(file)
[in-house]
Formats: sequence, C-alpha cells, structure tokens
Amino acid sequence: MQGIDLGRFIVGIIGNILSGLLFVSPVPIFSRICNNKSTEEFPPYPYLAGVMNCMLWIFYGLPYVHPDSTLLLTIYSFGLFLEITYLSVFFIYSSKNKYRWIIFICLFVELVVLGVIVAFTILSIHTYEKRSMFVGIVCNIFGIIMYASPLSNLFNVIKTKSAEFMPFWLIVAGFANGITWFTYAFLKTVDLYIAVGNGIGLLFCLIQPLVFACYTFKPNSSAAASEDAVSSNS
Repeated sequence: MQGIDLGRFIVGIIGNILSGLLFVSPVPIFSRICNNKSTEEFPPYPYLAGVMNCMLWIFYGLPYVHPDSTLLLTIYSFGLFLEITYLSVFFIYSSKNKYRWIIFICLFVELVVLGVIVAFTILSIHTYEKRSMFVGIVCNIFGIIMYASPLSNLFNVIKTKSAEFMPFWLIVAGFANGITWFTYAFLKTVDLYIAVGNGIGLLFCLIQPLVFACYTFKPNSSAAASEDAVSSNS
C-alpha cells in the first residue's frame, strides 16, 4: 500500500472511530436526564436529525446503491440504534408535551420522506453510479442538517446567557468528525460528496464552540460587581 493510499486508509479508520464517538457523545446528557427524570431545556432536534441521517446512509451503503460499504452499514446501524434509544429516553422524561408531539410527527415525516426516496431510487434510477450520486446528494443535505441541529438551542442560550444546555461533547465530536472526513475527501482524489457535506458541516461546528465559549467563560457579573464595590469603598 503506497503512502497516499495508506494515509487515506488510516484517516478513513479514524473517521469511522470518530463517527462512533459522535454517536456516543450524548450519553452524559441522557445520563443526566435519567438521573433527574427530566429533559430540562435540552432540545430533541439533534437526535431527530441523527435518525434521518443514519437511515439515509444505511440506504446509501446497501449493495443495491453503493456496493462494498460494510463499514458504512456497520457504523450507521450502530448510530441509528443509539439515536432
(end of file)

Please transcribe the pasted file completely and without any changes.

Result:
[in-house]
Formats: sequence, C-alpha cells, structure tokens
Amino acid sequence: MQGIDLGRFIVGIIGNILSGLLFVSPVPIFSRICNNKSTEEFPPYPYLAGVMNCMLWIFYGLPYVHPDSTLLLTIYSFGLFLEITYLSVFFIYSSKNKYRWIIFICLFVELVVLGVIVAFTILSIHTYEKRSMFVGIVCNIFGIIMYASPLSNLFNVIKTKSAEFMPFWLIVAGFANGITWFTYAFLKTVDLYIAVGNGIGLLFCLIQPLVFACYTFKPNSSAAASEDAVSSNS
Repeated sequence: MQGIDLGRFIVGIIGNILSGLLFVSPVPIFSRICNNKSTEEFPPYPYLAGVMNCMLWIFYGLPYVHPDSTLLLTIYSFGLFLEITYLSVFFIYSSKNKYRWIIFICLFVELVVLGVIVAFTILSIHTYEKRSMFVGIVCNIFGIIMYASPLSNLFNVIKTKSAEFMPFWLIVAGFANGITWFTYAFLKTVDLYIAVGNGIGLLFCLIQPLVFACYTFKPNSSAAASEDAVSSNS
C-alpha cells in the first residue's frame, strides 16, 4: 500500500472511530436526564436529525446503491440504534408535551420522506453510479442538517446567557468528525460528496464552540460587581 493510499486508509479508520464517538457523545446528557427524570431545556432536534441521517446512509451503503460499504452499514446501524434509544429516553422524561408531539410527527415525516426516496431510487434510477450520486446528494443535505441541529438551542442560550444546555461533547465530536472526513475527501482524489457535506458541516461546528465559549467563560457579573464595590469603598 503506497503512502497516499495508506494515509487515506488510516484517516478513513479514524473517521469511522470518530463517527462512533459522535454517536456516543450524548450519553452524559441522557445520563443526566435519567438521573433527574427530566429533559430540562435540552432540545430533541439533534437526535431527530441523527435518525434521518443514519437511515439515509444505511440506504446509501446497501449493495443495491453503493456496493462494498460494510463499514458504512456497520457504523450507521450502530448510530441509528443509539439515536432